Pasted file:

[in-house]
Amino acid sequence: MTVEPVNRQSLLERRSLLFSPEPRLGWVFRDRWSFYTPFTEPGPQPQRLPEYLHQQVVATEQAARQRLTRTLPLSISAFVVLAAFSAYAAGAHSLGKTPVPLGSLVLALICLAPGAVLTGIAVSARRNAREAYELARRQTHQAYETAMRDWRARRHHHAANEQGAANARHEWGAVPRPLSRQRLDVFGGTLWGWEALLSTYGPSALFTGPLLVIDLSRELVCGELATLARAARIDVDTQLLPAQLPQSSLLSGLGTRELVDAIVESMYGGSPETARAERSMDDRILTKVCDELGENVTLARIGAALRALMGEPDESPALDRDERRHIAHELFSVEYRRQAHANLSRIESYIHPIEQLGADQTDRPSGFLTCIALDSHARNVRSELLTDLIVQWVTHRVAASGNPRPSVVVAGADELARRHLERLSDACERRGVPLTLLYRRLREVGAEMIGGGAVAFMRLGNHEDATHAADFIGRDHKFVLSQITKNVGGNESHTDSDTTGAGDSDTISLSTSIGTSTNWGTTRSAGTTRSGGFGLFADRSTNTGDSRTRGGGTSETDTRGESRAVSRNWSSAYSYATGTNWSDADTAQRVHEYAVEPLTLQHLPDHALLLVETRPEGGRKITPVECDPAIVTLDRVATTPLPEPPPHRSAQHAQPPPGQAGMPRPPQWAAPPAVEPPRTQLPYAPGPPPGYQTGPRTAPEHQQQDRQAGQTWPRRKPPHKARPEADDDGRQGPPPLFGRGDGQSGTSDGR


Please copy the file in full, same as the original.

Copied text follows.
[in-house]
Amino acid sequence: MTVEPVNRQSLLERRSLLFSPEPRLGWVFRDRWSFYTPFTEPGPQPQRLPEYLHQQVVATEQAARQRLTRTLPLSISAFVVLAAFSAYAAGAHSLGKTPVPLGSLVLALICLAPGAVLTGIAVSARRNAREAYELARRQTHQAYETAMRDWRARRHHHAANEQGAANARHEWGAVPRPLSRQRLDVFGGTLWGWEALLSTYGPSALFTGPLLVIDLSRELVCGELATLARAARIDVDTQLLPAQLPQSSLLSGLGTRELVDAIVESMYGGSPETARAERSMDDRILTKVCDELGENVTLARIGAALRALMGEPDESPALDRDERRHIAHELFSVEYRRQAHANLSRIESYIHPIEQLGADQTDRPSGFLTCIALDSHARNVRSELLTDLIVQWVTHRVAASGNPRPSVVVAGADELARRHLERLSDACERRGVPLTLLYRRLREVGAEMIGGGAVAFMRLGNHEDATHAADFIGRDHKFVLSQITKNVGGNESHTDSDTTGAGDSDTISLSTSIGTSTNWGTTRSAGTTRSGGFGLFADRSTNTGDSRTRGGGTSETDTRGESRAVSRNWSSAYSYATGTNWSDADTAQRVHEYAVEPLTLQHLPDHALLLVETRPEGGRKITPVECDPAIVTLDRVATTPLPEPPPHRSAQHAQPPPGQAGMPRPPQWAAPPAVEPPRTQLPYAPGPPPGYQTGPRTAPEHQQQDRQAGQTWPRRKPPHKARPEADDDGRQGPPPLFGRGDGQSGTSDGR